3) The {Optional} Free Day

The plan: Stick to the above eating plan six out of seven days of the week; have one designated free day (same day of the week every week!) on which special treats that aren’t typically included in the plan are OK; make it fun (a date night, a baking project, etc.)

The reason: I know myself, and I know that if I’m told I can never eat a certain food ever again, I will (unless I’m allergic to it) just want to rebel and eat that food all the time. The purpose of the free day is to have an outlet for cravings that is not all about instant gratification. If I really want some particularly awesome treat, I will make sure to arrange to have it on my designated free day. If I don’t really want it, I will forget about it by then.

I say “optional” free day because there are some diets that actually make sure that you have one free day per week so that your metabolism doesn’t adjust to the lower calorie intake of the rest of the days of the week. I think this might actually have some validity to it, but I’m all about it happening naturally. I also don’t like the idea of having the free day be a huge shift from the rest of the week. For me, the free day is just a way to not feel deprived. It’s not an excuse to fall into the worst historic eating habits of my life & to fall out of balance. Balance is key, I think, and if done right, the free day can actually bring balance to an otherwise limited diet rather than throw it all off.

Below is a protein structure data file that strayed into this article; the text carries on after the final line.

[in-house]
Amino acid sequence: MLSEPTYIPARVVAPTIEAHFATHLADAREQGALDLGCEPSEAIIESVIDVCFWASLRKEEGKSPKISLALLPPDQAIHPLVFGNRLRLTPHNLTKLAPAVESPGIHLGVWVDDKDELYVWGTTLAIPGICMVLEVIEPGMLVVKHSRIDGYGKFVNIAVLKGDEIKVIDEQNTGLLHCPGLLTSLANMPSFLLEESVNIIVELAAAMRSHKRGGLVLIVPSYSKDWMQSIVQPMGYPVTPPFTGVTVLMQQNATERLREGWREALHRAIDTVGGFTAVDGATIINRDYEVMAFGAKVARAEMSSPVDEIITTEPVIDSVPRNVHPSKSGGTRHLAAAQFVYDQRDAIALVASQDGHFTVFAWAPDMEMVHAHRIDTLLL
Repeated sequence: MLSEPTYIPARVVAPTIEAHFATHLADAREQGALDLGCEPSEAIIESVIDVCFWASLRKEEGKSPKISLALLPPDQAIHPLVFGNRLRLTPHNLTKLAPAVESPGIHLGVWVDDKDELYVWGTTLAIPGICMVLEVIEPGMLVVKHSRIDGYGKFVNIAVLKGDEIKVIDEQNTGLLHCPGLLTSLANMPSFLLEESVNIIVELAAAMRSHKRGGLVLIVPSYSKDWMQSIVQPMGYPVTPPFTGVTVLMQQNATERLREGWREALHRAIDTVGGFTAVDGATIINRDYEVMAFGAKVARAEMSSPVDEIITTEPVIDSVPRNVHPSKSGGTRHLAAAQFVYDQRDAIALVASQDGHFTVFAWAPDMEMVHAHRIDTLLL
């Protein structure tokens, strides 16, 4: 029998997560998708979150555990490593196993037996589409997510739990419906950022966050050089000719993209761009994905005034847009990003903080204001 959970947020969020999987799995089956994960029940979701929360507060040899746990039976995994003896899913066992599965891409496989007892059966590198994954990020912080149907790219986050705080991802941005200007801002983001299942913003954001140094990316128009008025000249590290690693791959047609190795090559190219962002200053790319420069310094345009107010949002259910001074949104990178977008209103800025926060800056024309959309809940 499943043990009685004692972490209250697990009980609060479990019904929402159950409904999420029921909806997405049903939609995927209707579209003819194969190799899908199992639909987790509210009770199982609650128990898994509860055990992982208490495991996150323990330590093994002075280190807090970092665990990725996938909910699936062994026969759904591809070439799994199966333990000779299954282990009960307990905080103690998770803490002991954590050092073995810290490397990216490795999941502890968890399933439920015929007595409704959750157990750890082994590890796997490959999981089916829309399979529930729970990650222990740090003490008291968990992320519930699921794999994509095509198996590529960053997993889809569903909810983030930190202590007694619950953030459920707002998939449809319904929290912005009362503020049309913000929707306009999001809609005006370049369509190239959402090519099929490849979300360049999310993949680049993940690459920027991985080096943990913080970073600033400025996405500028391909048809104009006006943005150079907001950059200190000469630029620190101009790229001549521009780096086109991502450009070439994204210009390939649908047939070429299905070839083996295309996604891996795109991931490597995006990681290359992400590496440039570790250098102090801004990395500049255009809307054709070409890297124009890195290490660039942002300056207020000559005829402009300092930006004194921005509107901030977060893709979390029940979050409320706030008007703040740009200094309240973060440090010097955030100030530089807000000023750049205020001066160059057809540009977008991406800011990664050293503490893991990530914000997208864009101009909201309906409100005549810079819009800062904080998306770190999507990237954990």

4) Love to Cook

The plan: Do things that make cooking more fun: cook with a buddy, host dinner parties, and keep your cooking space clean; shop at farmer’s markets and charming natural food stores; buy beautiful cookbooks & flag the easy/yummy/healthy dishes; allow yourself time to experiment and learn.

The reason: I’ve actually been doing all of these things much better for the past few months, and it has made a world of difference already. Eating out makes it difficult to stick to certain food plans because it is hard to know what is in the food and it is hard to resist certain beautiful, professionally-prepared meals (save these for free days!). Most importantly, perhaps, is the fact that cooking draws our attention to our food in a positive way. Like slow eating, cooking helps us value our ingredients and savor the natural flavors in healthy, edible goodness.